The mastery of the newer speech having now been transformed from Middle- into New Persian was already complete during three princely dynasties of Iranian origin Tahirid (820-872), Saffarid (860-903) and Samanid (874-999), and could develop only in range and power of expression.[45]

Abbas of Merv is mentioned as being the earliest minstrel to chant verse in the newer Persian tongue and after him the poems of Hanzala Badghisi were among the most famous between the Persian-speakers of the time.[46]

The first significant Persian poet was Rudaki. He flourished in the 10th century, when the Sāmānids were at the height of their power. His reputation as a court poet and as an accomplished musician and singer has survived, although little of his poetry has been preserved. Among his lost works is versified fables collected in Kalilah wa Dimnah.[7]

The language spread geographically from the 11th century on and was the medium through which among others, Central Asian Turks became familiar with Islam and urban culture. New Persian was widely used as a transregional lingua franca, a task for which it was particularly suitable due to its relatively simple morphological structure and this situation persisted till at least 19th century.[44] In the late Middle Ages, new Islamic literary languages were created on the Persian model: Ottoman, Chaghatay and Urdu, which are regards as "structural daughter languages" of Persian.[44]

Classic Persian

Kalilah wa Dimna, an influential work in Persian literature.

The Islamic conquest of Persia marks the beginning of the new history of Persian language and literature. This period produced world class Persian language poets and the language served, for a long span of time, as the lingua franca of the eastern parts of Islamic world and South Asia. It was also the official and cultural language of many Islamic dynasties, including Samanids, Buyids, Tahirids, Ziyarids, the Mughal Empire, Timurids, Ghaznavid, Seljuq, Khwarezmids, Safavid, Afsharids, Zand, Qajar, Ottomans and also many Mughal successor states such as the Nizams etc. For example, Persian was the only oriental language known and used by Marco Polo at the Court of Kublai Khan and in his journeys through China.[47] The heavy influence of Persian on other languages can still be witnessed across the Islamic world, especially, and it is still appreciated as a literary and prestigious language among the educated elite, especially in fields of music (for example Qawwali) and art (Persian literature). After the Arab invasion of Persia, Persian began to adopt many words from Arabic and as time went by, a few words were even taken from Turko-Mongol languages under the Mongol Empire and Turco-Persian society.

Use in South Asia

For five centuries prior to the British colonization, Persian was widely used as a second language in South Asia. It took prominence as the language of culture and education in several Muslim courts in South Asia and became the sole "official language" under the Mughal emperors. Coinciding with the Safavid rule over Iran, when (royal) patronage of Persian poets was curtailed, the centre of Persian culture and literature moved to the Mughal Empire, which had huge financial resources to employ a veritable army of Persian courtly poets, lexicographers and other literati. Beginning in 1843, though, English gradually replaced Persian in importance on the South Asia.[48] Evidence of Persian's historical influence there can be seen in the extent of its influence on the languages of the South Asia, as well as the popularity that Persian literature still enjoys in that region.Use of Persian words is common in Pakistan and north India.Almost all languages of these areas have been influenced by Persian not only in literature but also language of common men. Persian exerted a strong influence on Urdu. Punjabi, Sind hi in India and Pakistan. Other languages like Hindi, Marathi, Gujrati, Rajasthani have many loan words from Persian.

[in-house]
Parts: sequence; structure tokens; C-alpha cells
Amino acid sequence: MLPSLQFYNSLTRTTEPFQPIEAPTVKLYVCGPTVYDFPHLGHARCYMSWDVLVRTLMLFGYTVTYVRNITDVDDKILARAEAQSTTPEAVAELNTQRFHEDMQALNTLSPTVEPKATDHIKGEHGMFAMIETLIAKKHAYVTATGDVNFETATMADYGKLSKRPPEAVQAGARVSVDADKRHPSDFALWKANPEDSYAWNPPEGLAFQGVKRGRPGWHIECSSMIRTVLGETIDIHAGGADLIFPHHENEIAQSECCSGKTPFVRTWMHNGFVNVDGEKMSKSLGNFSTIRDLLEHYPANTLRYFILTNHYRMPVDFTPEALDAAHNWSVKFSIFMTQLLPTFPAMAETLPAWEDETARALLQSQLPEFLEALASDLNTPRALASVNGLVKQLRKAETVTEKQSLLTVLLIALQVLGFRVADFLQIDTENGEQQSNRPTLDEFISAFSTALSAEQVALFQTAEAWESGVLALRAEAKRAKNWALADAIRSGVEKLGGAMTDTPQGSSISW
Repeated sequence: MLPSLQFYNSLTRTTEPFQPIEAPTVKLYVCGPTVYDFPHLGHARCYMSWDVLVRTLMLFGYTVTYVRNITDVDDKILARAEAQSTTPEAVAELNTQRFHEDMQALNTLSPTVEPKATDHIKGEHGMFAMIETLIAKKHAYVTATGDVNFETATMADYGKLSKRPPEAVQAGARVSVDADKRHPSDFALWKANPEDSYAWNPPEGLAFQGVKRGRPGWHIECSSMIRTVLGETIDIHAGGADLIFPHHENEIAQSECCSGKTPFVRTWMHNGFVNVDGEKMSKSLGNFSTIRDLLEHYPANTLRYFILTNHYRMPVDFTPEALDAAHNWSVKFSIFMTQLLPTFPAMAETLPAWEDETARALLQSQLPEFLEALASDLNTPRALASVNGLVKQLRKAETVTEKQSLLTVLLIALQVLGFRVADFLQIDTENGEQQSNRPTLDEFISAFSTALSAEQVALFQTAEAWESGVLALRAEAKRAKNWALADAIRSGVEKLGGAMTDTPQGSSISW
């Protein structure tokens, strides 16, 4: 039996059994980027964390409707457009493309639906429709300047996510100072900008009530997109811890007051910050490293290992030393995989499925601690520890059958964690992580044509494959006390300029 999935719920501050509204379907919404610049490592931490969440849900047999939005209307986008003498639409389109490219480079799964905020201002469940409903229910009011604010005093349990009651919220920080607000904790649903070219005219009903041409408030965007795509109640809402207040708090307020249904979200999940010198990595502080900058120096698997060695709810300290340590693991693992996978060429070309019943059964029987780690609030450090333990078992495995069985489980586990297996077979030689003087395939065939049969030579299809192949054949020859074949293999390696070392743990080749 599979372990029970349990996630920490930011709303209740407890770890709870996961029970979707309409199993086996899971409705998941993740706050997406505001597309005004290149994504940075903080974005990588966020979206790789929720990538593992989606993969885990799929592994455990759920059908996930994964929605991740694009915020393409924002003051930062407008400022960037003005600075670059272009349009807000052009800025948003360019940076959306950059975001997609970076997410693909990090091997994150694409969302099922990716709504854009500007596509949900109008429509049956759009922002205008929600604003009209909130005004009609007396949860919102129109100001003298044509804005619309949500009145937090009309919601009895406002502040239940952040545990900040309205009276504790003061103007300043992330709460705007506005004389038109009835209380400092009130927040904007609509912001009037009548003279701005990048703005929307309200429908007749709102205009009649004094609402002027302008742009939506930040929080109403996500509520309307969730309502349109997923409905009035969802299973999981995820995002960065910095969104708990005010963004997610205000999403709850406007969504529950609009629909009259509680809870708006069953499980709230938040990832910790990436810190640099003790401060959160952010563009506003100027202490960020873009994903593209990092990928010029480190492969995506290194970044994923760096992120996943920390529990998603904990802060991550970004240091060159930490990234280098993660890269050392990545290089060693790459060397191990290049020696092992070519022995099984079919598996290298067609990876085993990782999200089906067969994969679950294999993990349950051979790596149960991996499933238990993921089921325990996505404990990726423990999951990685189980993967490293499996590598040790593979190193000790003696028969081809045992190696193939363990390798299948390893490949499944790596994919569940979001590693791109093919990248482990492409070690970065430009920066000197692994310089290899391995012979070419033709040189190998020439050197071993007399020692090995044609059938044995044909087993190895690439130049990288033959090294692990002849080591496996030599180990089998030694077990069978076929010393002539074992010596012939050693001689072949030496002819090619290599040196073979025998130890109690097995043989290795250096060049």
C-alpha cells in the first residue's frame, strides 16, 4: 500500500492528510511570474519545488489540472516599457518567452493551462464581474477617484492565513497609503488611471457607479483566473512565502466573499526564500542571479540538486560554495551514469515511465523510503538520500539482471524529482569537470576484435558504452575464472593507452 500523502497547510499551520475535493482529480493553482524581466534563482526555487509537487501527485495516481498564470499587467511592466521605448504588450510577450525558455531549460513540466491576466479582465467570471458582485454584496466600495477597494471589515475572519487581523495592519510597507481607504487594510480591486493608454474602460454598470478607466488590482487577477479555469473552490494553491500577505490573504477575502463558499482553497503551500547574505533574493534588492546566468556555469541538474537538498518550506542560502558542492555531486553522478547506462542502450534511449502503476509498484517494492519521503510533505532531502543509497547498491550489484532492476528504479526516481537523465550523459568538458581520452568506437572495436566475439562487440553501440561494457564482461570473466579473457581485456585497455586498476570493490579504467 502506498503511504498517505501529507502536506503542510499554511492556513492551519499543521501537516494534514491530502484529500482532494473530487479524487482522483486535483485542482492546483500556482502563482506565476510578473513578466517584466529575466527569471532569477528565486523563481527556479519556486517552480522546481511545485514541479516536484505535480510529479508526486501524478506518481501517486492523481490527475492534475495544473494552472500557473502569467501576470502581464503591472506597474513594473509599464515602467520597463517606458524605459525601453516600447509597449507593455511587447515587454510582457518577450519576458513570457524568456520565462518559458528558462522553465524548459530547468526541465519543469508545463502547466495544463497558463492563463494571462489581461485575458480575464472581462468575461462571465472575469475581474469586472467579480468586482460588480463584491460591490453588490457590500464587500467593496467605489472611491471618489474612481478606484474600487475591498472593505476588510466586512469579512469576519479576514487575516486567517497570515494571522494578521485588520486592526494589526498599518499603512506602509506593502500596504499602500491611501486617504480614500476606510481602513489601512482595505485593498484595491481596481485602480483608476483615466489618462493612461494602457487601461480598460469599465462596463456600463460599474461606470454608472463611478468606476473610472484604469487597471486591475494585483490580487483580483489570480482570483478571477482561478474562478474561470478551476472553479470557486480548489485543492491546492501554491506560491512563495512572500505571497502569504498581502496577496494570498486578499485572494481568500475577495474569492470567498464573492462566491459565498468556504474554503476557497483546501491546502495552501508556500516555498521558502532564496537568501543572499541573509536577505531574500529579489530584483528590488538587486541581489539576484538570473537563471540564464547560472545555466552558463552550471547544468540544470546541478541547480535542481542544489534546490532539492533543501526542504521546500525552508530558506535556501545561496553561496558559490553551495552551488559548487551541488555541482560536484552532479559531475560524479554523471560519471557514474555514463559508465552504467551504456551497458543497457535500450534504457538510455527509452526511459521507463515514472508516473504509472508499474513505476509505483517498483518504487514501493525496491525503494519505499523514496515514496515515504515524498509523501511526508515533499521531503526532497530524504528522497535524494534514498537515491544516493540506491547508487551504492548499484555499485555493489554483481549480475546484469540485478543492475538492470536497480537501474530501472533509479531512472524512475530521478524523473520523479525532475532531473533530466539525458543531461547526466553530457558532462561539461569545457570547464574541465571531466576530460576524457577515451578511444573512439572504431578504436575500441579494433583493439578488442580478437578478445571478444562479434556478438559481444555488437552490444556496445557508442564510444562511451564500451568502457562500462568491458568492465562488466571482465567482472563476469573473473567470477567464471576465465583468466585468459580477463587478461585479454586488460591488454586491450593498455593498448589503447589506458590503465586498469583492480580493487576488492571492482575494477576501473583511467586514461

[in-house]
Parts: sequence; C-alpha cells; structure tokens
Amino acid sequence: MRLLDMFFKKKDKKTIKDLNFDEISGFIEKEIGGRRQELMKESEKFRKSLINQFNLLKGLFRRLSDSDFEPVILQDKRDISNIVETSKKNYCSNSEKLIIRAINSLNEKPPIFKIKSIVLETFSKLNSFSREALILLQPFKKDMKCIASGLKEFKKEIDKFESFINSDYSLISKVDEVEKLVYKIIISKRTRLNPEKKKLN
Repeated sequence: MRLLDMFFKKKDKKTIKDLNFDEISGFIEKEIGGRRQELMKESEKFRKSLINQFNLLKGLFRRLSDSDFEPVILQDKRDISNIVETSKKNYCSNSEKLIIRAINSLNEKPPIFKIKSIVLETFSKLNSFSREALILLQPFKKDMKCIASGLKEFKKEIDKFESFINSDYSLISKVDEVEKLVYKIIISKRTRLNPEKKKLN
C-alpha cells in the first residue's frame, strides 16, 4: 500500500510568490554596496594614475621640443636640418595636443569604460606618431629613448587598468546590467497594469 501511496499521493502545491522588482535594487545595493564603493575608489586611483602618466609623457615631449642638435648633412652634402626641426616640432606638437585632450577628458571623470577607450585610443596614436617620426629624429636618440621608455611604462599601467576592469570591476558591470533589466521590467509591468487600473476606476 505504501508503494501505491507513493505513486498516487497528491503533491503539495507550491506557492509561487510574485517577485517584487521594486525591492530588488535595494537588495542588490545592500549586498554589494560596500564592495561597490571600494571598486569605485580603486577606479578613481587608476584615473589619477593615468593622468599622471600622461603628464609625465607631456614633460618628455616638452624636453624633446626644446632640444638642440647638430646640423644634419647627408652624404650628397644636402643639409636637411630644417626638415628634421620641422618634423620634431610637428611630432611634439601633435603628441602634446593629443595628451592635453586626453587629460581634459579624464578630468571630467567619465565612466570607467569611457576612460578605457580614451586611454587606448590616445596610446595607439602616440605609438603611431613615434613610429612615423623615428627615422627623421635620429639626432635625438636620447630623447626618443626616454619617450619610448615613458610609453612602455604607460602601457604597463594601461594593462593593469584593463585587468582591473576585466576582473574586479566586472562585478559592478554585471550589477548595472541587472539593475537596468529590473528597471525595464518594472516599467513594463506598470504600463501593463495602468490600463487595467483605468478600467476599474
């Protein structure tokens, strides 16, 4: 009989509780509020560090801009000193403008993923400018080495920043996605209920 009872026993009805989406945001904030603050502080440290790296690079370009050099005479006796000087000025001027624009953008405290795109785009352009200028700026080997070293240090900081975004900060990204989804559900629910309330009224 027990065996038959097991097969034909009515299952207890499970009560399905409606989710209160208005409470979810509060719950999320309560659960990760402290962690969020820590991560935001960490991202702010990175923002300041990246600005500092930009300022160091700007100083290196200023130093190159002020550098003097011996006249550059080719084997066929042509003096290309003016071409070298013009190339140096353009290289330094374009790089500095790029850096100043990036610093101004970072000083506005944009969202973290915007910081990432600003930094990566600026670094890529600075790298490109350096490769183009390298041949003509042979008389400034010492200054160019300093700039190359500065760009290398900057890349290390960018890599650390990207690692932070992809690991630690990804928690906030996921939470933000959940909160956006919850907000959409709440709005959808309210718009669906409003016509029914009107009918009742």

Contemporary Persian

A variant of the Iranian standard ISIRI 9147 keyboard layout for Persian.

Since the nineteenth century, Russian, French and English and many other languages have contributed to the technical vocabulary of Persian. The Iranian National Academy of Persian Language and Literature is responsible for evaluating these new words in order to initiate and advise their Persian equivalents. The language itself has greatly developed during the centuries.


Persian language

Regional and social varieties:


Language features:

Writing systems:

Geographic distribution:

  • Persian by country

There are three modern varieties of standard Persian:

The three varieties are based on linguistic classification. There are also several local dialects from Iran, Afghanistan and Tajikistan which slightly differ from the standard Persian. Hazaragi (in Central Afghanistan and Pakistan), Herati (in Western Afghanistan), Darwazi (in Afghanistan and Tajikistan), Tehrani (in Iran) and Dehwari (in Pakistan) are examples of these dialects. Educated speakers of Iran, Afghanistan, and Tajikistan can understand one another with a relatively high degree of mutual intelligibility, give or take minor differences in vocabulary, pronunciation, and grammar – much in the same relationship as shared between British and American English.

ISO 639-3 lists ten dialects of Persian, the three main literary dialects listed above and seven regional dialects: Hazaragi, Aimaq, Bukharic, Dzhidi, Dehwari, Darwazi, Pahlavani.[49]

The following are some closely related languages to Persian:

  • Luri (or Lori), spoken mainly in the southwestern Iranian provinces of Lorestan, Kohgiluyeh and Boyer-Ahmad Province, some western parts of Fars Province and some parts of Khuzestan.
  • Tat, spoken in parts of Azerbaijan, Russia, etc. It includes Judeo-Tat & Christian-Tat.
  • Lari (in southern Iran)